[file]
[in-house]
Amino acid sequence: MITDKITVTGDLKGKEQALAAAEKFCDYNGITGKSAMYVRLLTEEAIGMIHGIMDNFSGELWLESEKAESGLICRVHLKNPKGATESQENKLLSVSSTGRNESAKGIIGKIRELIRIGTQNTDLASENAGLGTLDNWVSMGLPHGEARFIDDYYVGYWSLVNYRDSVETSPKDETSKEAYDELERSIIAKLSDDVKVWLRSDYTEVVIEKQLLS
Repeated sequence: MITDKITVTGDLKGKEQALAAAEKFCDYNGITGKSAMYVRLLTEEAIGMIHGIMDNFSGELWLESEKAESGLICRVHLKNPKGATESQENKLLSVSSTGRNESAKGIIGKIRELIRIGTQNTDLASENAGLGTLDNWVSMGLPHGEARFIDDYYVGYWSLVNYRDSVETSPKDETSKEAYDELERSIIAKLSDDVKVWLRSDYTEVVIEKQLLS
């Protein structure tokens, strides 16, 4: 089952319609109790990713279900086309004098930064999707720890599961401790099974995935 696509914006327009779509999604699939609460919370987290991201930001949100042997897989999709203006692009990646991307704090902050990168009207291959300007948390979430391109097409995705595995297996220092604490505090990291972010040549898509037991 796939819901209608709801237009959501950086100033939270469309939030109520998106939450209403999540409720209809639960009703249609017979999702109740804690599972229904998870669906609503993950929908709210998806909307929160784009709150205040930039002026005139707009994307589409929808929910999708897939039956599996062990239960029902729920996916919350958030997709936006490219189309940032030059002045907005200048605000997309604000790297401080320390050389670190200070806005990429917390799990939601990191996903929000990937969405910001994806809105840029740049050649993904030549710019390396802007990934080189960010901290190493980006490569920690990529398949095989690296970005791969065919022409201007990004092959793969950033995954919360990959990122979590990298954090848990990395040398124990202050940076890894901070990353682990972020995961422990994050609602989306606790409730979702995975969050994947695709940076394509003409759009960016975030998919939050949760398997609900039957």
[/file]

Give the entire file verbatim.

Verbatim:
[in-house]
Amino acid sequence: MITDKITVTGDLKGKEQALAAAEKFCDYNGITGKSAMYVRLLTEEAIGMIHGIMDNFSGELWLESEKAESGLICRVHLKNPKGATESQENKLLSVSSTGRNESAKGIIGKIRELIRIGTQNTDLASENAGLGTLDNWVSMGLPHGEARFIDDYYVGYWSLVNYRDSVETSPKDETSKEAYDELERSIIAKLSDDVKVWLRSDYTEVVIEKQLLS
Repeated sequence: MITDKITVTGDLKGKEQALAAAEKFCDYNGITGKSAMYVRLLTEEAIGMIHGIMDNFSGELWLESEKAESGLICRVHLKNPKGATESQENKLLSVSSTGRNESAKGIIGKIRELIRIGTQNTDLASENAGLGTLDNWVSMGLPHGEARFIDDYYVGYWSLVNYRDSVETSPKDETSKEAYDELERSIIAKLSDDVKVWLRSDYTEVVIEKQLLS
């Protein structure tokens, strides 16, 4: 089952319609109790990713279900086309004098930064999707720890599961401790099974995935 696509914006327009779509999604699939609460919370987290991201930001949100042997897989999709203006692009990646991307704090902050990168009207291959300007948390979430391109097409995705595995297996220092604490505090990291972010040549898509037991 796939819901209608709801237009959501950086100033939270469309939030109520998106939450209403999540409720209809639960009703249609017979999702109740804690599972229904998870669906609503993950929908709210998806909307929160784009709150205040930039002026005139707009994307589409929808929910999708897939039956599996062990239960029902729920996916919350958030997709936006490219189309940032030059002045907005200048605000997309604000790297401080320390050389670190200070806005990429917390799990939601990191996903929000990937969405910001994806809105840029740049050649993904030549710019390396802007990934080189960010901290190493980006490569920690990529398949095989690296970005791969065919022409201007990004092959793969950033995954919360990959990122979590990298954090848990990395040398124990202050940076890894901070990353682990972020995961422990994050609602989306606790409730979702995975969050994947695709940076394509003409759009960016975030998919939050949760398997609900039957």